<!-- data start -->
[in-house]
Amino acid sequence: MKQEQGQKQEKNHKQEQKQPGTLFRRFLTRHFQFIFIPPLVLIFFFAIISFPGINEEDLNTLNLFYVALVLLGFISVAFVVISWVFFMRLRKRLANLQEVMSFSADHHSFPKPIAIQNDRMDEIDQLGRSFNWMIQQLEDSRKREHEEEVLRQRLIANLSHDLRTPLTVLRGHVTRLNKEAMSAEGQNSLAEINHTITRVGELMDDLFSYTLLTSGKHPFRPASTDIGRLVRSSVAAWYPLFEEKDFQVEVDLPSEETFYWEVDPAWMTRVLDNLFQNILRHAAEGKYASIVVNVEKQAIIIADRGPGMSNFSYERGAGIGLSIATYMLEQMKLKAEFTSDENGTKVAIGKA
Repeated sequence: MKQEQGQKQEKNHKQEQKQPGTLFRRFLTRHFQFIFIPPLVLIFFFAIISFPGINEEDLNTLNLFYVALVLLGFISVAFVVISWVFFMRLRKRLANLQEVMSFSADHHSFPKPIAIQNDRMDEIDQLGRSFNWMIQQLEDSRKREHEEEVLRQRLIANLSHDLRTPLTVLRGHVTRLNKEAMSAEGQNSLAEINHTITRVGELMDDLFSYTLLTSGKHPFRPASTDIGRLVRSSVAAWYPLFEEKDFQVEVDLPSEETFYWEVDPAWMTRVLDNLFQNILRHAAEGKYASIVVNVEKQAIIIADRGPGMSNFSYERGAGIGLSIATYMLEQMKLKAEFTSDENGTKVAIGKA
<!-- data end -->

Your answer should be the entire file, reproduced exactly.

[in-house]
Amino acid sequence: MKQEQGQKQEKNHKQEQKQPGTLFRRFLTRHFQFIFIPPLVLIFFFAIISFPGINEEDLNTLNLFYVALVLLGFISVAFVVISWVFFMRLRKRLANLQEVMSFSADHHSFPKPIAIQNDRMDEIDQLGRSFNWMIQQLEDSRKREHEEEVLRQRLIANLSHDLRTPLTVLRGHVTRLNKEAMSAEGQNSLAEINHTITRVGELMDDLFSYTLLTSGKHPFRPASTDIGRLVRSSVAAWYPLFEEKDFQVEVDLPSEETFYWEVDPAWMTRVLDNLFQNILRHAAEGKYASIVVNVEKQAIIIADRGPGMSNFSYERGAGIGLSIATYMLEQMKLKAEFTSDENGTKVAIGKA
Repeated sequence: MKQEQGQKQEKNHKQEQKQPGTLFRRFLTRHFQFIFIPPLVLIFFFAIISFPGINEEDLNTLNLFYVALVLLGFISVAFVVISWVFFMRLRKRLANLQEVMSFSADHHSFPKPIAIQNDRMDEIDQLGRSFNWMIQQLEDSRKREHEEEVLRQRLIANLSHDLRTPLTVLRGHVTRLNKEAMSAEGQNSLAEINHTITRVGELMDDLFSYTLLTSGKHPFRPASTDIGRLVRSSVAAWYPLFEEKDFQVEVDLPSEETFYWEVDPAWMTRVLDNLFQNILRHAAEGKYASIVVNVEKQAIIIADRGPGMSNFSYERGAGIGLSIATYMLEQMKLKAEFTSDENGTKVAIGKA